Mary Meeker, renowned technology soothsayer and partner at venture-capital firm Kleiner Perkins Caufield & Byers, presented her annual “State of the Internet” report at D: All Things Digital Conference in Rancho Palos Verdes, Calif. on Wednesday, and as usual it was packed with insight. As her analysis deals with the technology markets and their impact on society as a whole, Ms. Meeker’s predictions did not address UC per se. However, as most trends in enterprise adoption of technology start in the consumer space, much of what she has to say will likely “trickle down” to the office at some point.
If there was one theme that seemed to weave its way through the presentation it was “mobile connectedness.” People are expecting to have access to the internet continuously, and to do that Ms. Meeker noted, “We’re moving in the cycle of wearables, driveables, flyables and scannables.” Worldwide Internet users grew eight percent between 2012 and 2013 with the bulk of that coming from the developing world; U.S. Internet users grew three percent while Iran grew 205 percent.
Google topped the list of Internet properties with 1.1 billion unique visitors per month followed by Microsoft with around 850 million, Facebook with 825 million, and Yahoo with a respectable 700 million. One of the more interesting comparisons I found was the willingness of people in different countries to share their lives online. In a worldwide study that asked users if they shared “everything” or “most things” online, Saudi Arabia came in first with 60 percent followed by India with just over 50 percent and Indonesia with an even 50 percent. The U.S. actually came in 15th with just 15 percent answering in the positive, well below the world average of 24 percent. You can’t generalize around regions either; South Korea came in fourth with 40 percent positive responses where Japan came in last with under 5 percent.
For the moment the biggest element of that sharing is photos. Fewer than 400 million photos were uploaded in all of 2012, but almost 550 million have been uploaded thus far in 2013, so we’re on track for better than a 2x increase. Facebook and Instagram account for almost 400 million of the 2013 total, though Snapchat (which allows users to set a timer on when their photos will disappear) saw their total jump from around 50 million in 2012 to 150 million thus far in 2013. On the video front, YouTube saw the number of hours of video uploaded per minute jump from around 70 hours in 2012 to 100 hours in 2013.
With the move to mobile social, global mobile traffic grew from 1 percent of Internet traffic in 2008 to 15 percent in 2012 with the expectation it will reach 20 percent this year and 25 percent next year. In China, the world’s largest population of Internet (564 million) and mobile phone (1.15 billion) users, the percentage of users accessing the Internet using mobile phones is expected to surpass desktops this year. Morgan Stanley estimates there are currently 1.5 billion smartphone users worldwide but that could grow to 5 billion or more in the next year.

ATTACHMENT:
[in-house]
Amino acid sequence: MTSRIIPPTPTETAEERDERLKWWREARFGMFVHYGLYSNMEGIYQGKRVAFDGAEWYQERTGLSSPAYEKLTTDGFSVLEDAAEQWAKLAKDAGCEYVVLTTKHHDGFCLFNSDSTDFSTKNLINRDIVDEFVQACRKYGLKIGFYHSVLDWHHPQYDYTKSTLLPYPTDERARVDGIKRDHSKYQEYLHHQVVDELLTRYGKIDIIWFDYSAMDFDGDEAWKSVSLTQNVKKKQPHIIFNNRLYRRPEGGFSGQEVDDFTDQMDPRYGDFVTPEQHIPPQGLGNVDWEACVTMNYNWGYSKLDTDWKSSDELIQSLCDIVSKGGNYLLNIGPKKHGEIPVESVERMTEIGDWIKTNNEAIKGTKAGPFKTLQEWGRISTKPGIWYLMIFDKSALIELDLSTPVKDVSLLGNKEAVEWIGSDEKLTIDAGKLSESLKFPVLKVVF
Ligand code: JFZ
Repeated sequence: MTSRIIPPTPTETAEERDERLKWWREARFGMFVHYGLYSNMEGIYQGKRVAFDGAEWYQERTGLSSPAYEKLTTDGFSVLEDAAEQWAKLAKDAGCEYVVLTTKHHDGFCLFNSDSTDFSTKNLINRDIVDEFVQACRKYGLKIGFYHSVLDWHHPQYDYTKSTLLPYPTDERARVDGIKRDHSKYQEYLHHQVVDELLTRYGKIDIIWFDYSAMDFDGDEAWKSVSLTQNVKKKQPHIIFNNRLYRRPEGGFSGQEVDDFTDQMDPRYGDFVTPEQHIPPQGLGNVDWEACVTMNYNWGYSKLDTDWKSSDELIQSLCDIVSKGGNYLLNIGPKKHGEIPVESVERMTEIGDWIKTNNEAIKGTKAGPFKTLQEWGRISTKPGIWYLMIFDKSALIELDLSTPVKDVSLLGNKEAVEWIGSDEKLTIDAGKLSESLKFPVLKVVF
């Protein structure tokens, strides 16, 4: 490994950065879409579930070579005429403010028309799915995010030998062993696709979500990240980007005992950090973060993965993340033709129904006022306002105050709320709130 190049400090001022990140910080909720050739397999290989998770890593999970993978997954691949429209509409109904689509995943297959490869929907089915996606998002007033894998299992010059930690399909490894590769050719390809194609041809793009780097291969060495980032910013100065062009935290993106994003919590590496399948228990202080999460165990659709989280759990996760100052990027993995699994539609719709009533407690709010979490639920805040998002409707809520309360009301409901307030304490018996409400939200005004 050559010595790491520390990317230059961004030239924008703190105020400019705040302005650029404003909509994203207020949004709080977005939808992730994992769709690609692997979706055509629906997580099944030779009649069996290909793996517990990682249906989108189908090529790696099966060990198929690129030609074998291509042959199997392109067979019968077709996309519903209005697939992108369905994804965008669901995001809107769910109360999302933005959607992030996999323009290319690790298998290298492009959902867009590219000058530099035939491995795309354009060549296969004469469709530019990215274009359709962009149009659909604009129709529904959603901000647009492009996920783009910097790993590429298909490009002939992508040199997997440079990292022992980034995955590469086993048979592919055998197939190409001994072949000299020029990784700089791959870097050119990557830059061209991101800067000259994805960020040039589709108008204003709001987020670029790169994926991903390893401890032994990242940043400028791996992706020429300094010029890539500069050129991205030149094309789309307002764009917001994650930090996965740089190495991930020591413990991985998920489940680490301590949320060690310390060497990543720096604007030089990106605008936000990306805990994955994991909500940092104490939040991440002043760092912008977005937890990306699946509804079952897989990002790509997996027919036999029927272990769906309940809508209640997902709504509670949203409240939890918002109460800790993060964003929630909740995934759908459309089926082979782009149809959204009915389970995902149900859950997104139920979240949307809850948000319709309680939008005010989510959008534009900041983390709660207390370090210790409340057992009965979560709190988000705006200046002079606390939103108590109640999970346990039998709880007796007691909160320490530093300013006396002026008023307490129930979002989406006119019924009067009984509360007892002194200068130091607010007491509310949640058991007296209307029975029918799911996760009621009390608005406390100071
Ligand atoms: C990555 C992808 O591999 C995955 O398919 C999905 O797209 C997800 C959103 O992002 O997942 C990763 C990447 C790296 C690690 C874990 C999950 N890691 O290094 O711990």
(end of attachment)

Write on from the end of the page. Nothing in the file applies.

On the larger device front, tablets are clearly weighing down the PC market. Comparing the sales in the first 12 months after introduction, Apple’s iPad sold more than twice as many units as the iPhone. It is likely the case that the iPhone “greased the skids” for iPad adoption having opened consumer’s minds regarding what they could expect on a mobile device, but Morgan Stanley shows shipments of desktops and laptops dropping by 15 million from 2011 to today.
Like many of us in the mobile space, Ms. Meeker is predicting the next wave in mobile to be “wearables, driveables, flyables and scannables,” in effect things that will tie our lives even more closely to the mobile connected experience. Whether it’s Google Glass, a smartwatch, or a unit in your car, your smartphone can stay in your pocket or your purse and not only keep you connected, but keep you in touch with your environment. Of course Detroit is going to have to come up with a reasonable solution to the problem of integrating consumer electronics that we keep for two years with a car that we may keep for 10.
Ms. Meeker is also very positive on the energy that the younger generation is bringing into the business world, and they are coming at it with a whole different worldview than their parents. Where our generation was shaped by the cold war, Vietnam, the civil rights movement, and the status of the U.S. as the supreme superpower, the next generations were shaped by 9/11, the financial crisis, rising unemployment levels, the growth of China as a super power.
The thing that always impresses me about Ms. Meeker’s research is that it gives background and context to things that we see going on around us and makes solid projections on where those trends will take us. More than that, it goes beyond technology trends to merge social developments to give real depth to her predictions. Finally, she takes a whole world view of what’s occurring and is not afraid to say that not every big idea is going to come from the U.S. or Western Europe. This is someone who’s always worth listening to.